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Michael Asher

Michael Asher, no title, 1973. Installation view, Galleria Franco Toselli, Milan. Photo: Giorgio Colombo.

BENJAMIN H. D. BUCHLOH

MICHAEL ASHER seems to have been the only American artist in the second half of the twentieth century (with Marcel Broodthaers being his European counterpart) for whom the challenge of producing art in late capitalist society remained a perpetually irresolvable contradiction, if not a provocation. For the others, even the most advanced and complex among them, often friends of both Michael and Marcel, any number of an infinite variety of compromises had been latent from the start, or else their work would eventually become sufficiently distilled to maneuver the fundamentally unacceptable conditions increasingly governing artistic production (anomic desublimation, historical amnesia, slippage from mere commodification to purely speculative investment, extreme forms of spectatorial alienation, and total spectacularization, to name but a few).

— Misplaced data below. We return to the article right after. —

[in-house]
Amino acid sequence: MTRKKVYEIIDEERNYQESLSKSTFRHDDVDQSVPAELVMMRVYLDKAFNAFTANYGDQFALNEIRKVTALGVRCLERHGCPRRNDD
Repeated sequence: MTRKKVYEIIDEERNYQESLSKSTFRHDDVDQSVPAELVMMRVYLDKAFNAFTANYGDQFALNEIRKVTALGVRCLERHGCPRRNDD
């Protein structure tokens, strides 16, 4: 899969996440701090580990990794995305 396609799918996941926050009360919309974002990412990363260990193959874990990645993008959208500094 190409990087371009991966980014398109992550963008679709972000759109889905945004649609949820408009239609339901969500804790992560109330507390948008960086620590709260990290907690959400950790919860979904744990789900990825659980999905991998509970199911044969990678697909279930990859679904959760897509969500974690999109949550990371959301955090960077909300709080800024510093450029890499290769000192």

After working his

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